Strange shapes appeared so fleetingly out of the mists that both the fore and rear guards, Don and Nol, doubted their senses but made them ever grateful of the early request.
The creaking of the axels and familiar shapes in the mist brought Nol back into his memories. The rattling changed, from a dirt track to a gravel road in his ears and mind, and the memories came rushing back.
Nol watched out the back curtains of the swaying wagon as his mother and step-father argued at the reins. It didn't much matter what they were arguing about, he didn't hear it anymore; between the slowly changing landscape, the tamest part of nature, and his growing and wild imagination, he didn't even see his parents most of the time. Life was good as long at you didn't think about it too much.
In his dreams, the sidekick to the hero got equal attention to his part, which more often than not was more than the hero. He dreamt of the afterglow of the flashes of limelight and the long and arduous adventures in between; adventures drawn out way past suppertime and again beginning at the crack of dawn.
The wagon jerked to a halt, and footsteps trotted around the side. But instead of seeing his bellowing mother, it was Katie.
"Are you alright, Nol?"
He jerked back, their faces superimposed for one startling moment before he drew back into the present.
"Sorry. I was just—"
"Remembering. I know. The mists do that to all of us. Unfortunately, your memories are leaking into ours, and Kris and I are having a hard enough time meshing our own. We're both missing a lot of pieces."
"Sorry." He hung his head, feeling guilty.
The wagon shifted on its wheels and suddenly Katie was sitting beside him. Nol felt Don jerk the reins, and they were moving again.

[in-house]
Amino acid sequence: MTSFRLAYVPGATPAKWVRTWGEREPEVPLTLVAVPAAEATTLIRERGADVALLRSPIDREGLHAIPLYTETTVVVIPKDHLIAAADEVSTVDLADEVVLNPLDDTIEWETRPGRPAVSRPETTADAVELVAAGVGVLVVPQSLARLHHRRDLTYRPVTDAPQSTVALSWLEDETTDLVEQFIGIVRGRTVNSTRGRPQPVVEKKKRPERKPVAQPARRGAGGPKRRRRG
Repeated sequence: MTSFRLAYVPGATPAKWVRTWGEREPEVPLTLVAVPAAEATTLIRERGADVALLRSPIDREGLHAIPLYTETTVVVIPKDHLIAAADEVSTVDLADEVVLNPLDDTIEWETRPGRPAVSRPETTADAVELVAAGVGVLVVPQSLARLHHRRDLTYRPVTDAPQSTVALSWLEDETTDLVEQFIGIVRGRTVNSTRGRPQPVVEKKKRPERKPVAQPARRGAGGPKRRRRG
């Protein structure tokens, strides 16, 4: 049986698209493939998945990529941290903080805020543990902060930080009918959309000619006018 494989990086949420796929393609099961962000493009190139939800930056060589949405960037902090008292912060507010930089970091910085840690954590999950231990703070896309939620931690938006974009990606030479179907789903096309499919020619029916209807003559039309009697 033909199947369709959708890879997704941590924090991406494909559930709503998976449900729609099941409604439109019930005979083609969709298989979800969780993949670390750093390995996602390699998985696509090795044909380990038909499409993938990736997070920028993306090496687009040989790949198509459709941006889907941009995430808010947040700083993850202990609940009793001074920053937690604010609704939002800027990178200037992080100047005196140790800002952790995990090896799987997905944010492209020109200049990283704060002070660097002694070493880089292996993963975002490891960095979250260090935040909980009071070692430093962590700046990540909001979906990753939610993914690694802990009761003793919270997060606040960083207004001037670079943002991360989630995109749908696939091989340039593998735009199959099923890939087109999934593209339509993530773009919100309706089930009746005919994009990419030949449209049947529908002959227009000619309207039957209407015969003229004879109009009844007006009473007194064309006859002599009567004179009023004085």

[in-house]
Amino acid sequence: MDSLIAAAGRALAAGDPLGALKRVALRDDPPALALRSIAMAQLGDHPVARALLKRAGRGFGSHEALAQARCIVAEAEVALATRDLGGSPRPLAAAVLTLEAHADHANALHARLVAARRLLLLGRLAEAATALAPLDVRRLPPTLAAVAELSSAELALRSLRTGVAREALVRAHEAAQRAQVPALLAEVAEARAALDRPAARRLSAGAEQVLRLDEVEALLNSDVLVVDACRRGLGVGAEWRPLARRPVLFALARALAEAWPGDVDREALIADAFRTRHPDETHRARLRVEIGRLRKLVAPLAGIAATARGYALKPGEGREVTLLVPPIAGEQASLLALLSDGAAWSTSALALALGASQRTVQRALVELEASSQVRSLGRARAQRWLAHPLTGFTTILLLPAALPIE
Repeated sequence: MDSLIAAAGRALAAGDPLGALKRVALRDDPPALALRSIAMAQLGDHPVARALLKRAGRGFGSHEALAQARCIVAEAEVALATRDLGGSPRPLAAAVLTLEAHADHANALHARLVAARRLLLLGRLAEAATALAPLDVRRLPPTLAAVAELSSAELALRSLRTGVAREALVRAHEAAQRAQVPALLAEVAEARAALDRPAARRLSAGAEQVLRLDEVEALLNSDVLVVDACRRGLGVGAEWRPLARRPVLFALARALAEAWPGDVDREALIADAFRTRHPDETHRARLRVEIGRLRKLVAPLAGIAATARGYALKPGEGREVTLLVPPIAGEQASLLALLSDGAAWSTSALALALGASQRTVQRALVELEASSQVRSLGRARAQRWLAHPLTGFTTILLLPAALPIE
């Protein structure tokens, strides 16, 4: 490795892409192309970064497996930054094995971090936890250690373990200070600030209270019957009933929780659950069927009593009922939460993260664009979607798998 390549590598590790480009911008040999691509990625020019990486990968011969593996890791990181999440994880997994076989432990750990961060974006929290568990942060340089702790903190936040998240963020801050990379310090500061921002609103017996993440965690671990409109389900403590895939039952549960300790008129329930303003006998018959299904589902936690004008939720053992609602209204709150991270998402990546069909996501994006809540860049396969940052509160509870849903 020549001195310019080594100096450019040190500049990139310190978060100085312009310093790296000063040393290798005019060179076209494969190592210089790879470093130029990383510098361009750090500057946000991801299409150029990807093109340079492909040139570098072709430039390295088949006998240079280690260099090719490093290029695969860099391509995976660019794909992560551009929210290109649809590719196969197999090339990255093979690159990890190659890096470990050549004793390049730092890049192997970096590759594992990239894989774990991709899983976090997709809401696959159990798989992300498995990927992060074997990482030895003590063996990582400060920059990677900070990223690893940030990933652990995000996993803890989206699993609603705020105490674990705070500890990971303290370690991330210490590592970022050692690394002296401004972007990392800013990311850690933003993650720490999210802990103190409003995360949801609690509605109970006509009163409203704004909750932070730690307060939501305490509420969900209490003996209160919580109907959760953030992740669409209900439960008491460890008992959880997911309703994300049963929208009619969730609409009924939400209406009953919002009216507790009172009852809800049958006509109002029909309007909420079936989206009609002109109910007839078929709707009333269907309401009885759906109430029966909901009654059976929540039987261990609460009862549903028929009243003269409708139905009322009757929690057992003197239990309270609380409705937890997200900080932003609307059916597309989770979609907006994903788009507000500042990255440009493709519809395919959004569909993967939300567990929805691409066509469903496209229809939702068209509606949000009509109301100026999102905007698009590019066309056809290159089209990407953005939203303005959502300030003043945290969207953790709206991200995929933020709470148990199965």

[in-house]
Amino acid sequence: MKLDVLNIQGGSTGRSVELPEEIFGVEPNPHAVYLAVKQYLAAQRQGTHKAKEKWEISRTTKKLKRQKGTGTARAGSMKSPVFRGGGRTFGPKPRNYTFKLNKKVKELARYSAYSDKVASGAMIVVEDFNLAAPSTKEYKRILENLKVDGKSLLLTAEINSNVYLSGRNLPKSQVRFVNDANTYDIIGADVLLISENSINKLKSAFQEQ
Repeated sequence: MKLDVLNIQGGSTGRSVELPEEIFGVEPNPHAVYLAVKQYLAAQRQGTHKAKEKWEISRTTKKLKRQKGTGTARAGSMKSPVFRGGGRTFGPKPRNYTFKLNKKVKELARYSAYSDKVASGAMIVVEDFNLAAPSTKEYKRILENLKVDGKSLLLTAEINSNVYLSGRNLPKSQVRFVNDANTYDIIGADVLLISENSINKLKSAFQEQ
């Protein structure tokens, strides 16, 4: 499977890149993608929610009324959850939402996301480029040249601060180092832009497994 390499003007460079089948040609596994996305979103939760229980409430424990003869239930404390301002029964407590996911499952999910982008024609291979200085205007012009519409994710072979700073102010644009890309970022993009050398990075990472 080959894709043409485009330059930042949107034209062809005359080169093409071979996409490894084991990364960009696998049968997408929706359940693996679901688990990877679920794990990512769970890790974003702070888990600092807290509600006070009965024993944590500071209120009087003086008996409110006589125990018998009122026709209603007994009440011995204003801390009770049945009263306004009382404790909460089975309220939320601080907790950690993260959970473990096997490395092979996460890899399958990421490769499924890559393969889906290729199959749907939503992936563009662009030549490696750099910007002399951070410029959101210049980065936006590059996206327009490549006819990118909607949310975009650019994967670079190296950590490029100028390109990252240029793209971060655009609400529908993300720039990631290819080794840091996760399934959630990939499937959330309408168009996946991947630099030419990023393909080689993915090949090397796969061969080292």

"Don't you need to be in front?"
"Sometimes seeing where we've been is as much of a tell as to where we're going as watching the road ahead." She flashed a smile at him. "Besides, I have some remembering of my own to do that Kris doesn't want to think about."
Katie leaned back against the pile of supplies beside Nol, and to his surprise, began to speak.
"As much as I remember of growing up before meeting Paul and finding out about the Bands, I remember almost nothing of my mother, and nothing at all of my father. It's not that she wasn't there—he wasn't, certainly—instead, she was an active part of my life. Other memories have just grown in stronger."
"Sometimes, it's the bad time we remember the strong," interjected Nol."
Katie opened her eyes and smiled at him. "Exactly. Fortunately, she's not the reason we're going back, and a large part of me prays she isn't there." Katie closed her eyes once more.
"Anyway, Kris was often getting into trouble as we were growing up, more out of not doing things he should have than doing things he shouldn't.
"One day when he was out, playing or dreaming where he shouldn't have been at all, something came over him, and his behavior started going downhill. Kris started doing things that weren't like him, but they worsened so slowly it's hard to pinpoint when it started the day I realized it.